The Congressional Budget Office recently warned that Obamacare would “keep hours worked and potential output during the next 10 years lower than they would be otherwise.” That nonpartisan verdict should be bad news for workers.
Not in our brave new world. The Obama administration says it is pleased that workers will now be freed from “job lock.” What is job lock — a made-up Newspeak word right out of 1984? Work fewer hours, make less money, and create fewer outputs — and be happy.
Call it a subset of “reality lock.” Healthcare costs money. Food costs money. Living costs money. Anything that requires labor to produce requires labor to purchase. You have to work to live.
Why should we be held down by this archaic rule of nature?
This is the Marxist justification for redistribution. Capitalism has created enough wealth to free all of mankind from droll concern about the means of his survival. All we have to do is sit back and let the machines take care of us.
Marx and Engels maintained the abolition of property would not mean the abolition of work, and thus the depletion of wealth. They wrote:
It has been objected that upon the abolition of private property all work will cease, and universal laziness will overtake us.
Accoding to this, bougeois society ought long ago to have gone to the dogs through sheer idleness; for those of its members who work, acquire nothing...
The CBO report refutes their argument. Workforce participation is at a 36-year low. As the welfare state has grown, the workforce has shrunk. When you give people something for nothing, you get more nothing. With fewer workers, you get less wealth creation. With less wealth recreation, in a static, redistributionist system, you get a lower standard of living.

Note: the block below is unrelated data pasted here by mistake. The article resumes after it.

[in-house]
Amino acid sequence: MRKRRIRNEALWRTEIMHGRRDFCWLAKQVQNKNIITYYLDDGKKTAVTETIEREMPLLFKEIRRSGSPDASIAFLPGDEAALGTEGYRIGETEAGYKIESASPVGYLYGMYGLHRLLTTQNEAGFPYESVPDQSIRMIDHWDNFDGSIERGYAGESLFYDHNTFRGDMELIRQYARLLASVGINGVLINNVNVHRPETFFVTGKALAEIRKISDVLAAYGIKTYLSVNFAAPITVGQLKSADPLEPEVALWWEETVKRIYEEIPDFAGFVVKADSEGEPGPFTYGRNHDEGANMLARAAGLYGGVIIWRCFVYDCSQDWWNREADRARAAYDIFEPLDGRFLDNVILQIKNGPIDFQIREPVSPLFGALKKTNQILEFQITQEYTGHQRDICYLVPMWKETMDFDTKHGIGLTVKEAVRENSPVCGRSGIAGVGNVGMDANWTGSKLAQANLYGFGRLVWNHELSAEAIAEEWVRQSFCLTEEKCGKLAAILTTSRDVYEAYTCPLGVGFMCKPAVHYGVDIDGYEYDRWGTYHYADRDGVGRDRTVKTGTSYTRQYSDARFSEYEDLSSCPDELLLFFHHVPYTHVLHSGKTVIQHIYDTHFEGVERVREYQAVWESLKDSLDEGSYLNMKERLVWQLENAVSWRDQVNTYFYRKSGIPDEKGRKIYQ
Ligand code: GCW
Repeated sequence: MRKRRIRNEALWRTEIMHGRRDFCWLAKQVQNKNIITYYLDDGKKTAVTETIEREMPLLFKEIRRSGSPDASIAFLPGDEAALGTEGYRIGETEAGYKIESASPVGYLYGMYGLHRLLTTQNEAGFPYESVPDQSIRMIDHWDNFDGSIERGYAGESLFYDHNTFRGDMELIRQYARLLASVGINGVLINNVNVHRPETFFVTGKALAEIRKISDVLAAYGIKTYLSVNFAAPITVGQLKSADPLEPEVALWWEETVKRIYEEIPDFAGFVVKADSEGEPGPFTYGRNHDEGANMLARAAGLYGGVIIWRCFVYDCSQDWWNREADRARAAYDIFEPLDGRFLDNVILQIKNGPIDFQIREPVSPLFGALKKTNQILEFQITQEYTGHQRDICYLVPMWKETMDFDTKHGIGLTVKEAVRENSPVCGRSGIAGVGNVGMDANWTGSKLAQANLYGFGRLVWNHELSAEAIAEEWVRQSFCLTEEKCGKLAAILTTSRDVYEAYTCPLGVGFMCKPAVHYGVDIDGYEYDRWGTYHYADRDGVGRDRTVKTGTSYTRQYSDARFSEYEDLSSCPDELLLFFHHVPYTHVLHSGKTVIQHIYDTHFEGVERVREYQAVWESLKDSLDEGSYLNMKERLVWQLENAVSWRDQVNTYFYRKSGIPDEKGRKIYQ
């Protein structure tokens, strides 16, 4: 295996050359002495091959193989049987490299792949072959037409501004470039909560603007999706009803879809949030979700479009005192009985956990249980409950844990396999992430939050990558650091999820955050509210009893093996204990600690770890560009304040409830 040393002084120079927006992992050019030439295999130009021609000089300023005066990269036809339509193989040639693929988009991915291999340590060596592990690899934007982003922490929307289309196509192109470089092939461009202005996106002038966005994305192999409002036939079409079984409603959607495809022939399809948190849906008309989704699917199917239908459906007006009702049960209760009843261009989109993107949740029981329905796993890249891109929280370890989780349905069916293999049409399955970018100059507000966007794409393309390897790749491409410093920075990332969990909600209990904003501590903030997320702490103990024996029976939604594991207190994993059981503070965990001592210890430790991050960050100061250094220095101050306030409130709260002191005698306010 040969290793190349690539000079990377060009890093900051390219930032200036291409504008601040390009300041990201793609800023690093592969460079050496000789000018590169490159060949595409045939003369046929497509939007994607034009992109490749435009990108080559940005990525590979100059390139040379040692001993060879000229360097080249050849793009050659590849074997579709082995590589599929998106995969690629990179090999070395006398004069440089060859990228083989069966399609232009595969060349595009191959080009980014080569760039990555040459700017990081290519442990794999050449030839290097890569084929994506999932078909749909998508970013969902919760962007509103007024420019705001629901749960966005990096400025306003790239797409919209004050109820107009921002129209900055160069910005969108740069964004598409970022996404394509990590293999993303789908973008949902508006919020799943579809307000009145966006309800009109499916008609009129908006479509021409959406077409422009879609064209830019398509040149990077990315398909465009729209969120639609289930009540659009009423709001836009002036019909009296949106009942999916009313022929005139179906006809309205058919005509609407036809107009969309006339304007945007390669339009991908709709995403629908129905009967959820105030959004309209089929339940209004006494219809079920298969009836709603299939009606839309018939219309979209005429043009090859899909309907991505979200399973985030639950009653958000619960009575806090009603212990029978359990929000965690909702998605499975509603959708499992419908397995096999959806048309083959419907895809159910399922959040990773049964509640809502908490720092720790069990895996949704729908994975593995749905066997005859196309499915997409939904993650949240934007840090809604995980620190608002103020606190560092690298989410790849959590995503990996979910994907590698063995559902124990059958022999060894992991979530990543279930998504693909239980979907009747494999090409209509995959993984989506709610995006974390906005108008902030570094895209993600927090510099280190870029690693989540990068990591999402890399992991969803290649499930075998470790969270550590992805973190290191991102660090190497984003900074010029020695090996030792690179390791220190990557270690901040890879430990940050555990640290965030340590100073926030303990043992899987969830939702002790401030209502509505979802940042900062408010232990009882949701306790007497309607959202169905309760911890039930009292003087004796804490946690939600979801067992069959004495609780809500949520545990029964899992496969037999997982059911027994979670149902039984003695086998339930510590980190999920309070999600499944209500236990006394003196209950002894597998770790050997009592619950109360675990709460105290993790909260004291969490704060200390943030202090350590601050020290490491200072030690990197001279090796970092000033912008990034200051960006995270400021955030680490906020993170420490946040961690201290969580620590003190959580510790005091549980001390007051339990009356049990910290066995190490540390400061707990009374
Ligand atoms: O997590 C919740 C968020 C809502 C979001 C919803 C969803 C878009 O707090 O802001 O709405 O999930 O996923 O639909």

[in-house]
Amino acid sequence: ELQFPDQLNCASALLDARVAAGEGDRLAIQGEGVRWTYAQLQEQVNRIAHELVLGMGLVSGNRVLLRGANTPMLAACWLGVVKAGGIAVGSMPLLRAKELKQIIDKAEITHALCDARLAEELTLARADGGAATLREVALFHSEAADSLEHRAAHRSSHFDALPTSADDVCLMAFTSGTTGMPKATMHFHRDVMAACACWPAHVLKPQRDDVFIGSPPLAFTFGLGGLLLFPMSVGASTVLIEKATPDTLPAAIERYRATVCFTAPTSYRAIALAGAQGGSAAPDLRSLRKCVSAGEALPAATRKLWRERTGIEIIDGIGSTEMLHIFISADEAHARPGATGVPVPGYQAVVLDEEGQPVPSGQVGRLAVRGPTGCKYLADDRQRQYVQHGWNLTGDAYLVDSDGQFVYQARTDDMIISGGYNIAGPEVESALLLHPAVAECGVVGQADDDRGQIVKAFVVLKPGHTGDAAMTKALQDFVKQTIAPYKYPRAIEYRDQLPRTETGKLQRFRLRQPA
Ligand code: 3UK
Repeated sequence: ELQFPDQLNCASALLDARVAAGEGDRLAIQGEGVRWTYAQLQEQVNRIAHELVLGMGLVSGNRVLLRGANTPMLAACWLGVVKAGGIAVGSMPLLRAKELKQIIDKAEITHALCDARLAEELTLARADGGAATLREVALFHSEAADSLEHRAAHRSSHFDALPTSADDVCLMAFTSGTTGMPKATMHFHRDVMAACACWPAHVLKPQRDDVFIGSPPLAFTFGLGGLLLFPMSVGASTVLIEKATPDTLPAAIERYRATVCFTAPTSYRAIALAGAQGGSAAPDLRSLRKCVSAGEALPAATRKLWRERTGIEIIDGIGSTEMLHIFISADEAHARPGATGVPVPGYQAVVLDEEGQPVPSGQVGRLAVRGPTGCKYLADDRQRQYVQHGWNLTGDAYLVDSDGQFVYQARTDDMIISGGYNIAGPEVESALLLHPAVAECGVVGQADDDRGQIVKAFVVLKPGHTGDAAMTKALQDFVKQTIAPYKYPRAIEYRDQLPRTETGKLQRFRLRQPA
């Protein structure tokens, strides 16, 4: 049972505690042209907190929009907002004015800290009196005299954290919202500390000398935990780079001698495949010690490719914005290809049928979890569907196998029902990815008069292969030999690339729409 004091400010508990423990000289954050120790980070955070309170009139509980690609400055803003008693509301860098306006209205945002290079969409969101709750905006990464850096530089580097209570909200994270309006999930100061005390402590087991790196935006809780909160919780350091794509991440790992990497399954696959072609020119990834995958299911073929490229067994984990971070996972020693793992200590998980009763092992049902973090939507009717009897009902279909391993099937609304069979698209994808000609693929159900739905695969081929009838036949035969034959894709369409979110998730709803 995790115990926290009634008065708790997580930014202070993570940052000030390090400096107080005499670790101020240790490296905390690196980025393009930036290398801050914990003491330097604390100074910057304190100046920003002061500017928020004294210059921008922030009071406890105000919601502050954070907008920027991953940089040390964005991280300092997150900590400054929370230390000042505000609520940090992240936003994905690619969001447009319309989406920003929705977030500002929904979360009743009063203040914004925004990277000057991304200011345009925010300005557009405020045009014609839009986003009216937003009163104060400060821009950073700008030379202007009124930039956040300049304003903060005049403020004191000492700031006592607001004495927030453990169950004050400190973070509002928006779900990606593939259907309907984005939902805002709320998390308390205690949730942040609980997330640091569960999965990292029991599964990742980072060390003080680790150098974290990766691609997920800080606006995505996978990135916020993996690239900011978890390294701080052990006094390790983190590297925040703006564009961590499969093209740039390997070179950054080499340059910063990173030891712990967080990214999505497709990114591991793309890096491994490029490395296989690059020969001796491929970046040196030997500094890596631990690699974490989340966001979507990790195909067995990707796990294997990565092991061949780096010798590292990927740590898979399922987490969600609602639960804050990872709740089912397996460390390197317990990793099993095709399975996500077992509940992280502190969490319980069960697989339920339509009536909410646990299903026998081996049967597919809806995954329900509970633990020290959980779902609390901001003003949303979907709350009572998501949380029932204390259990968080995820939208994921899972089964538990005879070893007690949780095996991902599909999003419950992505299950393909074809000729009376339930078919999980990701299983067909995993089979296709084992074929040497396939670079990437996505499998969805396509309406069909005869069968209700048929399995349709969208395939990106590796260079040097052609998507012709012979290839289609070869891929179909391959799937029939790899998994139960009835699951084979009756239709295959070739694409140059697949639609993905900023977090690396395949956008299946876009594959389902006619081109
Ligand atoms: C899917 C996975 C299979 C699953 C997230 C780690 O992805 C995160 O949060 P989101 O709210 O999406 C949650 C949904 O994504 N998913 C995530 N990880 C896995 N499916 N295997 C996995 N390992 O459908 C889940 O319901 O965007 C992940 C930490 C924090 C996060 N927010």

Marxists have yielded on that point and now go to great lengths to defend idleness. The originator of “job lock” is none other than Representative Nancy Pelosi, who is at least consistent in her reality denial. Four years ago she told Rachel Maddow’s audience:
Think of an economy where people could be an artist or a photographer or a writer without worrying about keeping their day job in order to have health insurance.
Rather than apply their skills in the marketplace, creating supply and meeting demand, people in a Communist society realize their “true” personhood in the arts. Bertell Ollman puts it this way:
Every person in communist society is relieved of the burden of narrowness which plagued his or her ancestors, weavers and painters alike, and given the opportunity to express him or herself in all possible ways.
The inversion is complete. Work bad, self-expression good. On the one hand, we put up with nihilist agitators who lord their personalities over traditional American culture through the legal system. On the other hand, we pay people to not work. What a racket.